Amy’s Story – Social Media and Digital Marketing Apprentice #GetInGoFar

With the recent launch of the campaign #GetInGoFar in order to raise awareness about apprenticeships we thought it’d be a great idea to talk to some of our apprentices to hear about their experiences.

We recently got in touch with Amy who is currently undertaking a Digital Marketing Apprenticeship with Swanstaff Recruitment and she was happy to share her experience through a blog post that she created during National Apprenticeship week.

“As you may or may not know, this week is National Apprenticeship Week. I’ve decided this might be a good time to share my story. It took a long time for me to work out what I wanted to do when I “grew up” but essentially for me it boiled down to a love of creativity and writing, which led to the BTEC Media course I took at college.

After I had completed the course I still wasn’t sure what I wanted to do next, so I ended up as an Office Administrator in an Estate Agent. Whilst I loved the people and the world of work, I knew this wasn’t something I wanted to do for the rest of my life.

A number of people suggested I go to University, but I wanted money and independence rather than a mountain of debt. I know there’s more to Uni than debt – for a lot of people it’s really important on a social and educational level – but I knew it wasn’t for me.

This was when I discovered Apprenticeships. My parents were very supportive and thought they were a great idea, which was brilliant as I knew a lot of people whose parents didn’t really understand them. I knew right away the hands-on style of working that apprenticeships offered was for me. Earning, learning and no debt; it was perfect!

I took my Level 2 Apprenticeship in Social Media for Business at Springfield Education and Training Ltd, before moving to Swanstaff Recruitment for my Level 3 Digital Marketing Apprenticeship. Throughout both levels of my Apprenticeship I have gained knowledge, skills, and experience; both of marketing and the way businesses are run in general.

I feel like they have really given me the opportunity to flourish and develop personally and professionally. My confidence has grown significantly and I love being a member of a dynamic team. I am trusted with tasks and projects that I can plan and really take pride in. I feel very fortunate to have found a career that I enjoy so much.

Anyone who says an apprenticeship is just about making teas and coffees (though I do make a great cuppa!) has clearly never experienced one. The best thing about my job is working with great people who really believe in my abilities and encourage me every step of the way. I have even been lucky enough to take part in charity events, attend awards evenings and go to parties. It’s a real experience to be an apprentice and not just work wise!

If you’re umm-ing and ahh-ing about University then I’d definitely recommend an apprenticeship as another valid option. An apprenticeship won’t stop you from going to university in the future but it may help you decide exactly what you want to do, so that you can pick a course you know you’ll enjoy.”

To view her original blog post and to follow on LinkedIn:
https://www.linkedin.com/pulse/national-apprenticeship-week-my-story-amy-williamson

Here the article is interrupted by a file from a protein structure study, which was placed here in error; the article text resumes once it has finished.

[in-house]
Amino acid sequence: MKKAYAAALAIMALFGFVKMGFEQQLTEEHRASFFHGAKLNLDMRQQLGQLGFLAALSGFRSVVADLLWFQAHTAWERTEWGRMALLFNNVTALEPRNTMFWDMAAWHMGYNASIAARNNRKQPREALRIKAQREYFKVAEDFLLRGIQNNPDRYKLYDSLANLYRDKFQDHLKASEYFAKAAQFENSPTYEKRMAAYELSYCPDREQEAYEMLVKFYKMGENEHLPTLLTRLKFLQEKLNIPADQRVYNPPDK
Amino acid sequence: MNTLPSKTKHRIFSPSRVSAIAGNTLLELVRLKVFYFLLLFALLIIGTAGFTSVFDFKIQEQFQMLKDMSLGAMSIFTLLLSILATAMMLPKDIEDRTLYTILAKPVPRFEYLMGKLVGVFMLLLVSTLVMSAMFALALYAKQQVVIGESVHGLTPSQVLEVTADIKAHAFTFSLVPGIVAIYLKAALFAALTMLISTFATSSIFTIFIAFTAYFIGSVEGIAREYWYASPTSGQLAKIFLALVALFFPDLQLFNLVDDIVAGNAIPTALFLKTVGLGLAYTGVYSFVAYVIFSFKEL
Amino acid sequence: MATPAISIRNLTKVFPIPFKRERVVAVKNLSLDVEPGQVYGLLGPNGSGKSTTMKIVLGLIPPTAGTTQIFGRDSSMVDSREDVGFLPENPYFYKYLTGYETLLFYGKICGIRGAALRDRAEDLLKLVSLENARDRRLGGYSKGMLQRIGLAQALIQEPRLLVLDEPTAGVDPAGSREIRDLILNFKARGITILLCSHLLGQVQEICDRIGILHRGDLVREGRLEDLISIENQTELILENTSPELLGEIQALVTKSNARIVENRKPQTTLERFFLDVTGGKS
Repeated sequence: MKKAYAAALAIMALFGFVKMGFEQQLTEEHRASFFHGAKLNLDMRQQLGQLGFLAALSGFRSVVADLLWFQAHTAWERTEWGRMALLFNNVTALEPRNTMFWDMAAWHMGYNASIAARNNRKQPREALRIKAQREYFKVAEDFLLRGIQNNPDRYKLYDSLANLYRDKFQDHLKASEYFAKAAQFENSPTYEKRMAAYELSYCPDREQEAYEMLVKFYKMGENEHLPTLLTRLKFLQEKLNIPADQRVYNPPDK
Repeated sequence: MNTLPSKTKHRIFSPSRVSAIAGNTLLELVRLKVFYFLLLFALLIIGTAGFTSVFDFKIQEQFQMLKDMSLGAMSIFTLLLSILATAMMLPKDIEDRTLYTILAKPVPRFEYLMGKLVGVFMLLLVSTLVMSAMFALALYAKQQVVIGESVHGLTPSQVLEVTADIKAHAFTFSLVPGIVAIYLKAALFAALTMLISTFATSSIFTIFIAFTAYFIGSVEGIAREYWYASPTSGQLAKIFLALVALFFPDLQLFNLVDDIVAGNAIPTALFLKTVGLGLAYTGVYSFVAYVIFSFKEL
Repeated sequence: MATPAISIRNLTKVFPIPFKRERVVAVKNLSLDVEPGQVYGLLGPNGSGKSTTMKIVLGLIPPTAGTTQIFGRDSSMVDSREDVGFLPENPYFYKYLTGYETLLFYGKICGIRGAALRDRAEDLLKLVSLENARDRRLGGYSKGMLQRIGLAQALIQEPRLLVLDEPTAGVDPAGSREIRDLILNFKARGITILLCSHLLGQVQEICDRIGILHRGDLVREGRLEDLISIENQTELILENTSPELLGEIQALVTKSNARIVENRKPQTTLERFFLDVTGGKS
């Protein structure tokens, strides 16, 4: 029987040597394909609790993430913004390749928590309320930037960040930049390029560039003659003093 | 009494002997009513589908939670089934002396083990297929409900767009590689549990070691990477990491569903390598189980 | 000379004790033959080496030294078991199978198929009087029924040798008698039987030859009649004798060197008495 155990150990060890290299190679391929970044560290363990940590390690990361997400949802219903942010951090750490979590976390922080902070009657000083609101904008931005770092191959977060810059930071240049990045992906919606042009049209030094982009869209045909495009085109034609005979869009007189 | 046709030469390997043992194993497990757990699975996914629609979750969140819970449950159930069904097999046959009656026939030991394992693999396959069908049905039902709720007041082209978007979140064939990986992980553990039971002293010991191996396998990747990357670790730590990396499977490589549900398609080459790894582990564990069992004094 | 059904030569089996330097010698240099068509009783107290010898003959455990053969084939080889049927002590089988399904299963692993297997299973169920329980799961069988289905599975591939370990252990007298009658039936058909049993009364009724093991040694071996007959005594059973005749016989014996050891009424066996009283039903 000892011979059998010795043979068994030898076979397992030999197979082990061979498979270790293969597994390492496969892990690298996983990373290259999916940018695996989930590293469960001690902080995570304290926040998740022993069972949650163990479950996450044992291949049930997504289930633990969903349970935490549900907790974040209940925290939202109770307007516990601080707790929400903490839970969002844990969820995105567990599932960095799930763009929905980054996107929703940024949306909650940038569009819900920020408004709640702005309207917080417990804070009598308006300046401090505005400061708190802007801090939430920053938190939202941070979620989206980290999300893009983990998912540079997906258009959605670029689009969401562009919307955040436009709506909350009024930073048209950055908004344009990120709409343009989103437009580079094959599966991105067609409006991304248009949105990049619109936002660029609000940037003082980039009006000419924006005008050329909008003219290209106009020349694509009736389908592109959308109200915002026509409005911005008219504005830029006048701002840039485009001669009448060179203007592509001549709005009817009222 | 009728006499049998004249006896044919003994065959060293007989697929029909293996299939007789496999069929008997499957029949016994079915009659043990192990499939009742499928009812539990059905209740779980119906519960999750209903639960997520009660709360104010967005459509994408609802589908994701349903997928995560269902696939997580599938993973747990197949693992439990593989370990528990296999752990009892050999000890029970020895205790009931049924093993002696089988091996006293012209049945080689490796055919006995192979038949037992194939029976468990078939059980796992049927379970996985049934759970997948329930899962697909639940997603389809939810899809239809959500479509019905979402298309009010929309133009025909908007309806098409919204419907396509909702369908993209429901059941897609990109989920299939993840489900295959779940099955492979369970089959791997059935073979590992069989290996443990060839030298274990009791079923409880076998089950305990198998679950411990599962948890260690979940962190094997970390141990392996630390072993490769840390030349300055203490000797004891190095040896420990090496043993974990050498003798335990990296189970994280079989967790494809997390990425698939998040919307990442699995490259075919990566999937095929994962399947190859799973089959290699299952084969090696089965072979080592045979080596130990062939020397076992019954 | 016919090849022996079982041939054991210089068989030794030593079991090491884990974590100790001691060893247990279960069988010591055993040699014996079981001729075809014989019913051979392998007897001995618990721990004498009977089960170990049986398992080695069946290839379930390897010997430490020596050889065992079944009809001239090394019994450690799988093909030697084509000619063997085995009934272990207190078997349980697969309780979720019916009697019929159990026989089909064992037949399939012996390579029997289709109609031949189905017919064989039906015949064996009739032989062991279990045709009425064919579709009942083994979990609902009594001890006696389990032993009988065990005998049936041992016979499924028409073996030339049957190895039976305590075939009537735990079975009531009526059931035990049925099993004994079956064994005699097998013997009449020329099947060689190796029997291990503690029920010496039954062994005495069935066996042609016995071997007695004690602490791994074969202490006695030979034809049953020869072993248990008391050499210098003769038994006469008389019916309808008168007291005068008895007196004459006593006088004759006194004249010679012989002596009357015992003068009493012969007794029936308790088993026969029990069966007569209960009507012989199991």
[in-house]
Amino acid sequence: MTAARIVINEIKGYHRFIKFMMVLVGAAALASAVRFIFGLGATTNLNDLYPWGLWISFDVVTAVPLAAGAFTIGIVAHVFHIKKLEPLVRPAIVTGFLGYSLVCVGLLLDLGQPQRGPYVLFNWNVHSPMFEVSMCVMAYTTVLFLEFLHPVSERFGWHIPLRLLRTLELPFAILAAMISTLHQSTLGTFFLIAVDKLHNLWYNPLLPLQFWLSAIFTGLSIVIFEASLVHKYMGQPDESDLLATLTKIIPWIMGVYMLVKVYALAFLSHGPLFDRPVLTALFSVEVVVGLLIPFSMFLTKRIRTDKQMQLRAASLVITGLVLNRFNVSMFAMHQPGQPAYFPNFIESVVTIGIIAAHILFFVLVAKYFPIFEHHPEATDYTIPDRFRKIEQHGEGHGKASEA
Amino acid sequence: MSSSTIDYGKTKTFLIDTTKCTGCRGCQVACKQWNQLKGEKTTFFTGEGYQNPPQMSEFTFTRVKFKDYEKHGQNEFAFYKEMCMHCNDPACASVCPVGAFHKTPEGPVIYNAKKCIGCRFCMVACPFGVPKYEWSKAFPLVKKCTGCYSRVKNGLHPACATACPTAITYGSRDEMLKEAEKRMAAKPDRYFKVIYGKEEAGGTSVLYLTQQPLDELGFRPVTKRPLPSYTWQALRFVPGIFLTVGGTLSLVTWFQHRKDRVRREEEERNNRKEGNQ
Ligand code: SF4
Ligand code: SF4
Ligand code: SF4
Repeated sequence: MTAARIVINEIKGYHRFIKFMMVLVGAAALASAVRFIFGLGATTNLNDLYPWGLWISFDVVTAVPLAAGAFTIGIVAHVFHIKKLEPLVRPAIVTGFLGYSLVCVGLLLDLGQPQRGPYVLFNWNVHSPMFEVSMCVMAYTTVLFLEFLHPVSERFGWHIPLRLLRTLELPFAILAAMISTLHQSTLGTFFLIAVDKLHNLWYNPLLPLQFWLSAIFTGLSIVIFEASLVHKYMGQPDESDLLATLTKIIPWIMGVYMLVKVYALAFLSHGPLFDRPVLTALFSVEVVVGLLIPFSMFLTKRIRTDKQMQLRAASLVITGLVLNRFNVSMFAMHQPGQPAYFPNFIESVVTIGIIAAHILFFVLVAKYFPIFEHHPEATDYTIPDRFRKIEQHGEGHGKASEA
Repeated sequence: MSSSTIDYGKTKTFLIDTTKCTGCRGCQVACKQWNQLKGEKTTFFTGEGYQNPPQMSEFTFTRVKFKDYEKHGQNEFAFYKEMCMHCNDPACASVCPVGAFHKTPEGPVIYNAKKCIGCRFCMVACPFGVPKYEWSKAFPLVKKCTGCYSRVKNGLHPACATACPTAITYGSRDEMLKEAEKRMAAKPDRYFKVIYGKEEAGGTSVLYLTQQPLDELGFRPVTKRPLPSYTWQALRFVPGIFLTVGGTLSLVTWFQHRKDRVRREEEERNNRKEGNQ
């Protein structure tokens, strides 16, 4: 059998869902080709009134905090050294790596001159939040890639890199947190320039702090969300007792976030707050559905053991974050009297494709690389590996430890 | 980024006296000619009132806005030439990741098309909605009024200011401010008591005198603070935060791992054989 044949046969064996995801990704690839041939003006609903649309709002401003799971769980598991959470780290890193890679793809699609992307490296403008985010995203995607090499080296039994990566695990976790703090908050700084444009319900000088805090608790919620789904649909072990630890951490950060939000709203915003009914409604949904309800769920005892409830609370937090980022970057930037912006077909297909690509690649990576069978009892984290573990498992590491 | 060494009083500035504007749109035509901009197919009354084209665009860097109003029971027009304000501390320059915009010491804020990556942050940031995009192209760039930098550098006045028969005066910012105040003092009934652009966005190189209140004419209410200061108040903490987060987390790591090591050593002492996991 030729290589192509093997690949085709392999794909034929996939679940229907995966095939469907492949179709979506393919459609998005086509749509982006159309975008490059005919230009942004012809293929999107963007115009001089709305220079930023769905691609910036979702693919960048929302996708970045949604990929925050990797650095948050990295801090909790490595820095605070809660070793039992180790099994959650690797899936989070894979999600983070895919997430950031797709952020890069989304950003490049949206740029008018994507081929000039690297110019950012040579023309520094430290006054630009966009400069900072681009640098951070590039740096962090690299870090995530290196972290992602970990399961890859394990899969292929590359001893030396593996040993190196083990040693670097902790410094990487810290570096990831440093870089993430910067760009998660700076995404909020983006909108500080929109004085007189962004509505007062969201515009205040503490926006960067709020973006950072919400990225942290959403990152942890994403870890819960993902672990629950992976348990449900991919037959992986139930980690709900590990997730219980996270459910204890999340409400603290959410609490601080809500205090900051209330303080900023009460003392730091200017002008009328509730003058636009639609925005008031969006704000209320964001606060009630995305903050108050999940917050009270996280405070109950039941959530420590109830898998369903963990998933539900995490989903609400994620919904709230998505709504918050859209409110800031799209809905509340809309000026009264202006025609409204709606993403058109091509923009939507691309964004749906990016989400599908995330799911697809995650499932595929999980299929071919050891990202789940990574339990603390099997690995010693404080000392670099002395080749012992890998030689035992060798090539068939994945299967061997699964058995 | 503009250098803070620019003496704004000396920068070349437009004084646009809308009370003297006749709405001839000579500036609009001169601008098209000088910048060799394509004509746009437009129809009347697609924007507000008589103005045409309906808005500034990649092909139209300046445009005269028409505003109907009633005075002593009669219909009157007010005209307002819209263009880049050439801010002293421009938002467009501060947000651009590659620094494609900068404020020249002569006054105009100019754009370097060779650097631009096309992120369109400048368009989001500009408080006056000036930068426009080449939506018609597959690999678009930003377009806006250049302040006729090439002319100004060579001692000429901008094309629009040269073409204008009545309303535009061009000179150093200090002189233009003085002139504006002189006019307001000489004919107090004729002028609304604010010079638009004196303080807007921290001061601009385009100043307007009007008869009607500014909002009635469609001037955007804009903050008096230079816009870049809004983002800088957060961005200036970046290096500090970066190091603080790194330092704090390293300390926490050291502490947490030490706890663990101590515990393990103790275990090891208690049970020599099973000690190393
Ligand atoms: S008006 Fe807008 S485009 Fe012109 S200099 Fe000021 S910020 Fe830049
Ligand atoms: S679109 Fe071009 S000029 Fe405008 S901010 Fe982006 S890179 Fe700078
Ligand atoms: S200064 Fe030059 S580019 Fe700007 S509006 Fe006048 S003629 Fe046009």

And to find out more about Swanstaff recruitment: http://www.swanstaff.co.uk/

For more information regarding Apprenticeships – please contact us on 01843 609300 or email us at enquiries@profiledt.co.uk

You’re hired! David Cameron makes Lord Sugar his ‘enterprise tsar’ to promote apprenticeships!

“Not enough of our young people know about apprenticeships and what they offer” says the successful business man and the star of the hit TV series The Apprentice.

Businessman Lord Sugar has been appointed by the Government to be its new enterprise tsar – championing apprenticeships and business start-ups as part of the drive to encourage more young people to start their own businesses and to consider apprenticeships and to support the governments commitment in creating 3 million apprenticeships

“I’m delighted to be taking on this challenge. I built successful businesses with the support of hundreds of talented young people who learned their skills on the job – exactly the kinds of skills you learn in an apprenticeship. But not enough of our young people know about apprenticeships and what they offer, and too few feel empowered to set up their own business.” – Lord Sugar says.

The Apprentice boss will be travelling the length and breadth of the country in a series of road shows to tell young people why apprenticeships are a great way for them to build new skills.

Skills Minister Nick Boles said: “We want every young person in Britain to get on and build a great life for themselves, whether it’s by starting an apprenticeship or setting up their own business. Lord Sugar has huge credibility among young people and I am delighted that he has agreed to help the government bang the drum for apprenticeships and enterprise.”

Our Governments response to our Save Our Early Years letter

Earlier this month we wrote to the Government in support of the #SaveOurEarlyYears campaign regarding the well warranted fears over future childcare provision, and to ask them to reverse their decision that will have a catastrophic effect on the childcare sector.

In 2014, the Government altered the requirements for those taking a Level 3 in childcare. Now, all Level 3 Early Years Educators (EYEs) must have at least a C grade in GCSE English and maths to count in the ratios – with alternatives such as Functional Skills no longer considered as an option.

So what are the effects of this policy?

First of all, the current policy is turning away a workforce. How are providers expected to meet the demand for childcare along with the additional 30 hour free entitlement when they are experiencing a shortage of staff members?